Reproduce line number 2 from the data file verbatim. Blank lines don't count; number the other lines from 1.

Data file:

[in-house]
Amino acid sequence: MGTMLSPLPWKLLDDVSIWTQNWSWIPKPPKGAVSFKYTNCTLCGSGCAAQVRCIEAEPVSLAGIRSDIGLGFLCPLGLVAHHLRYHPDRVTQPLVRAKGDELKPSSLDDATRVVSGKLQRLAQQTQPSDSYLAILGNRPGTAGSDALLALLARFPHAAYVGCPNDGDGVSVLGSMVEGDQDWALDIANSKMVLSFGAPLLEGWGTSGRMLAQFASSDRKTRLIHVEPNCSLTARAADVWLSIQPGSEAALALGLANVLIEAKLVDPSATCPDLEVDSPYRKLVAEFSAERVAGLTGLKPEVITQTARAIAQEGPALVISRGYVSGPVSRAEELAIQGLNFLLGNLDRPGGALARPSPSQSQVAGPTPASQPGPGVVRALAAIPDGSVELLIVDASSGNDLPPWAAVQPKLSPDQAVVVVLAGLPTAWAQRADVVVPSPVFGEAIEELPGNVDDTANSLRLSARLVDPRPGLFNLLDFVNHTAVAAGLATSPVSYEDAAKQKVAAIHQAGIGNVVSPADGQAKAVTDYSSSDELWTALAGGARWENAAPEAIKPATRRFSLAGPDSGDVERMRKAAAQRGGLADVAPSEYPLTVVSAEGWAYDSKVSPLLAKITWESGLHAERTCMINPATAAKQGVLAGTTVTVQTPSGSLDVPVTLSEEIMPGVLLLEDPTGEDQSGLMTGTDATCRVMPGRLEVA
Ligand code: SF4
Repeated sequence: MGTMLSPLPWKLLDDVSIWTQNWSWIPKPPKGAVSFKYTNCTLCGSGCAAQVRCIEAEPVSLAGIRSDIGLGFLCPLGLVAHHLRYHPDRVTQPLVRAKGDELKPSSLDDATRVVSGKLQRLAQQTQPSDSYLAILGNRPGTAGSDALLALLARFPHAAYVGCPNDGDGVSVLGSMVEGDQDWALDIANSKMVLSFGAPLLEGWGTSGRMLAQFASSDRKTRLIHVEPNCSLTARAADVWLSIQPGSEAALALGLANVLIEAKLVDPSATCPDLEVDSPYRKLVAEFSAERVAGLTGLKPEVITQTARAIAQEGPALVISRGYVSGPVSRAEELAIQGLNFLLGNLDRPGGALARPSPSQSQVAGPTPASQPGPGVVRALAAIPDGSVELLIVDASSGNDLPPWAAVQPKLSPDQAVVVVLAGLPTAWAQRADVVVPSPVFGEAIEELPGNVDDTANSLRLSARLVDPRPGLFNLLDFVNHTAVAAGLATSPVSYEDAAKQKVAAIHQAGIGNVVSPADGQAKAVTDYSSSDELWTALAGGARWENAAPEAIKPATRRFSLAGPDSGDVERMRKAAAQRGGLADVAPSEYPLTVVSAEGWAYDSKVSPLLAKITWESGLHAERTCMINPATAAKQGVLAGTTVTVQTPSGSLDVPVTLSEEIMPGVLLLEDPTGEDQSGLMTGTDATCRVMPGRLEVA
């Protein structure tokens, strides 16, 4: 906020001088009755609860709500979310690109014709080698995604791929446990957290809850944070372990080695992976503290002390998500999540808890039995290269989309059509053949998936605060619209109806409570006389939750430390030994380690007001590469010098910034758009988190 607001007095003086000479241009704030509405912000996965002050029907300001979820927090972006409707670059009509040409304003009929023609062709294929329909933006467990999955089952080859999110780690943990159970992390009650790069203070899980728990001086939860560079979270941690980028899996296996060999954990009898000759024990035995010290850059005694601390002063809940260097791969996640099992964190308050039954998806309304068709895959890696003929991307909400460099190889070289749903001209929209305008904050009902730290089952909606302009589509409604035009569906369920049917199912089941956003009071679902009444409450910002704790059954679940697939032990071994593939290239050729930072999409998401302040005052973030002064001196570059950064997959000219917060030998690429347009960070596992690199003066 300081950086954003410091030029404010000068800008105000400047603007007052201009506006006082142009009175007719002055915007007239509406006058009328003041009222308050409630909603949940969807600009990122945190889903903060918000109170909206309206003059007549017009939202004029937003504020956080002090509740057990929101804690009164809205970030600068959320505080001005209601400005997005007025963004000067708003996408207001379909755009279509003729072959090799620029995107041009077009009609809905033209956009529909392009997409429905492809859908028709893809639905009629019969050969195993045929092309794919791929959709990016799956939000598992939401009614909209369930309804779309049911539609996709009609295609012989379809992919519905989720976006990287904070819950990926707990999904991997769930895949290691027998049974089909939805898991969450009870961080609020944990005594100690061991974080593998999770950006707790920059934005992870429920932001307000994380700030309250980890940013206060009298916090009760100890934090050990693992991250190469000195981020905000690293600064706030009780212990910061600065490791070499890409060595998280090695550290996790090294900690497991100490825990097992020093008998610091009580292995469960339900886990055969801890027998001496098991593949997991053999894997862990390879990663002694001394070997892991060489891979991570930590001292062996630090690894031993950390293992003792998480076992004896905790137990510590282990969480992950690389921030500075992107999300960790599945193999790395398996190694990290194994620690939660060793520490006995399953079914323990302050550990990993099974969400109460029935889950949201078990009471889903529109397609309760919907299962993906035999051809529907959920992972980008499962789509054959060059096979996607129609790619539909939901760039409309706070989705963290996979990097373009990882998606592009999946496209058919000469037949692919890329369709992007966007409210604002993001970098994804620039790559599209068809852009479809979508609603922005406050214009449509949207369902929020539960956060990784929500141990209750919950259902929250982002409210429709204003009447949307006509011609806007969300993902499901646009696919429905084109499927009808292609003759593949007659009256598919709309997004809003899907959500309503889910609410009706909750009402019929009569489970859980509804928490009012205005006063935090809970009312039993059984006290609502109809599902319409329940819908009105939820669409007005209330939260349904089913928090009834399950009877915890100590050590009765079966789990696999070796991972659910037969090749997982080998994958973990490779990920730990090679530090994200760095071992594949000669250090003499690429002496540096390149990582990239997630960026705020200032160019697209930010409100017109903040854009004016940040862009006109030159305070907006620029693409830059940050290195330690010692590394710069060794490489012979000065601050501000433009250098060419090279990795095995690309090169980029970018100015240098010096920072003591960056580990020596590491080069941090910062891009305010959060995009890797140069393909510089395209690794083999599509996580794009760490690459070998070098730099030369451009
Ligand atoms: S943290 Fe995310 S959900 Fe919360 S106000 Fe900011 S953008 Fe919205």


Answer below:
Amino acid sequence: MGTMLSPLPWKLLDDVSIWTQNWSWIPKPPKGAVSFKYTNCTLCGSGCAAQVRCIEAEPVSLAGIRSDIGLGFLCPLGLVAHHLRYHPDRVTQPLVRAKGDELKPSSLDDATRVVSGKLQRLAQQTQPSDSYLAILGNRPGTAGSDALLALLARFPHAAYVGCPNDGDGVSVLGSMVEGDQDWALDIANSKMVLSFGAPLLEGWGTSGRMLAQFASSDRKTRLIHVEPNCSLTARAADVWLSIQPGSEAALALGLANVLIEAKLVDPSATCPDLEVDSPYRKLVAEFSAERVAGLTGLKPEVITQTARAIAQEGPALVISRGYVSGPVSRAEELAIQGLNFLLGNLDRPGGALARPSPSQSQVAGPTPASQPGPGVVRALAAIPDGSVELLIVDASSGNDLPPWAAVQPKLSPDQAVVVVLAGLPTAWAQRADVVVPSPVFGEAIEELPGNVDDTANSLRLSARLVDPRPGLFNLLDFVNHTAVAAGLATSPVSYEDAAKQKVAAIHQAGIGNVVSPADGQAKAVTDYSSSDELWTALAGGARWENAAPEAIKPATRRFSLAGPDSGDVERMRKAAAQRGGLADVAPSEYPLTVVSAEGWAYDSKVSPLLAKITWESGLHAERTCMINPATAAKQGVLAGTTVTVQTPSGSLDVPVTLSEEIMPGVLLLEDPTGEDQSGLMTGTDATCRVMPGRLEVA